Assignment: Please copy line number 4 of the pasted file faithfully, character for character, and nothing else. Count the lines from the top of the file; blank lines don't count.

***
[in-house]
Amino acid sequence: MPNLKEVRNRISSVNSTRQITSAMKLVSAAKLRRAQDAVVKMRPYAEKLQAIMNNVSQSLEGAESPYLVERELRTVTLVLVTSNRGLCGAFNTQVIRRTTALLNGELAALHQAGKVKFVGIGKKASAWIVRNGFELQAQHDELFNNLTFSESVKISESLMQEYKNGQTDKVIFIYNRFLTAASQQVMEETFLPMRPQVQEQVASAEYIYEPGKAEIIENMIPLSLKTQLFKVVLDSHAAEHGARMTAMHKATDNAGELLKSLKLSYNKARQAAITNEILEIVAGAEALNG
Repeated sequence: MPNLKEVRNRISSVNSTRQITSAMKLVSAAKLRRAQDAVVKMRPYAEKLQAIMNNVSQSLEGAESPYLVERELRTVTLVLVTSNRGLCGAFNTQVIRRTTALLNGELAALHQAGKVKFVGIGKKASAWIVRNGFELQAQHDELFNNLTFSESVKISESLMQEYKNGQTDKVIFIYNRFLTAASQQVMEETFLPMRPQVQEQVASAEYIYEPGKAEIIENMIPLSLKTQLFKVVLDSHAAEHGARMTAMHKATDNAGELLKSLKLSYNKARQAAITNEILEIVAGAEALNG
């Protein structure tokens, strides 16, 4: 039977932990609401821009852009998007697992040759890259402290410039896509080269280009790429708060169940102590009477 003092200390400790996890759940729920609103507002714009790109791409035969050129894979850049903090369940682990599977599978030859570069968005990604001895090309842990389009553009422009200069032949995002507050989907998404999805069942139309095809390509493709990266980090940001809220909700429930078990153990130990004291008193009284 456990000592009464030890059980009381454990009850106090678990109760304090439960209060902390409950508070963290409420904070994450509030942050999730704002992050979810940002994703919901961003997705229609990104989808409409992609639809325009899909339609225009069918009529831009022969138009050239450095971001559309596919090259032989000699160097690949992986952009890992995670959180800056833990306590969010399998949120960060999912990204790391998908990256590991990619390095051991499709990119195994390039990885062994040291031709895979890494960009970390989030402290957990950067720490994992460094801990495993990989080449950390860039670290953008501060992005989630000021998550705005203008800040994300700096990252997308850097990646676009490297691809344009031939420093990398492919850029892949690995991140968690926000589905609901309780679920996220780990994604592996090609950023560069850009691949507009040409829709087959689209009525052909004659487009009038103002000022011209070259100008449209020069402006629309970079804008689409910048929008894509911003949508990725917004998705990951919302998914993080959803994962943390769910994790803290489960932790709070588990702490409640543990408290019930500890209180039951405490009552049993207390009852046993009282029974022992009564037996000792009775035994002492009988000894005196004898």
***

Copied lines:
């Protein structure tokens, strides 16, 4: 039977932990609401821009852009998007697992040759890259402290410039896509080269280009790429708060169940102590009477 003092200390400790996890759940729920609103507002714009790109791409035969050129894979850049903090369940682990599977599978030859570069968005990604001895090309842990389009553009422009200069032949995002507050989907998404999805069942139309095809390509493709990266980090940001809220909700429930078990153990130990004291008193009284 456990000592009464030890059980009381454990009850106090678990109760304090439960209060902390409950508070963290409420904070994450509030942050999730704002992050979810940002994703919901961003997705229609990104989808409409992609639809325009899909339609225009069918009529831009022969138009050239450095971001559309596919090259032989000699160097690949992986952009890992995670959180800056833990306590969010399998949120960060999912990204790391998908990256590991990619390095051991499709990119195994390039990885062994040291031709895979890494960009970390989030402290957990950067720490994992460094801990495993990989080449950390860039670290953008501060992005989630000021998550705005203008800040994300700096990252997308850097990646676009490297691809344009031939420093990398492919850029892949690995991140968690926000589905609901309780679920996220780990994604592996090609950023560069850009691949507009040409829709087959689209009525052909004659487009009038103002000022011209070259100008449209020069402006629309970079804008689409910048929008894509911003949508990725917004998705990951919302998914993080959803994962943390769910994790803290489960932790709070588990702490409640543990408290019930500890209180039951405490009552049993207390009852046993009282029974022992009564037996000792009775035994002492009988000894005196004898």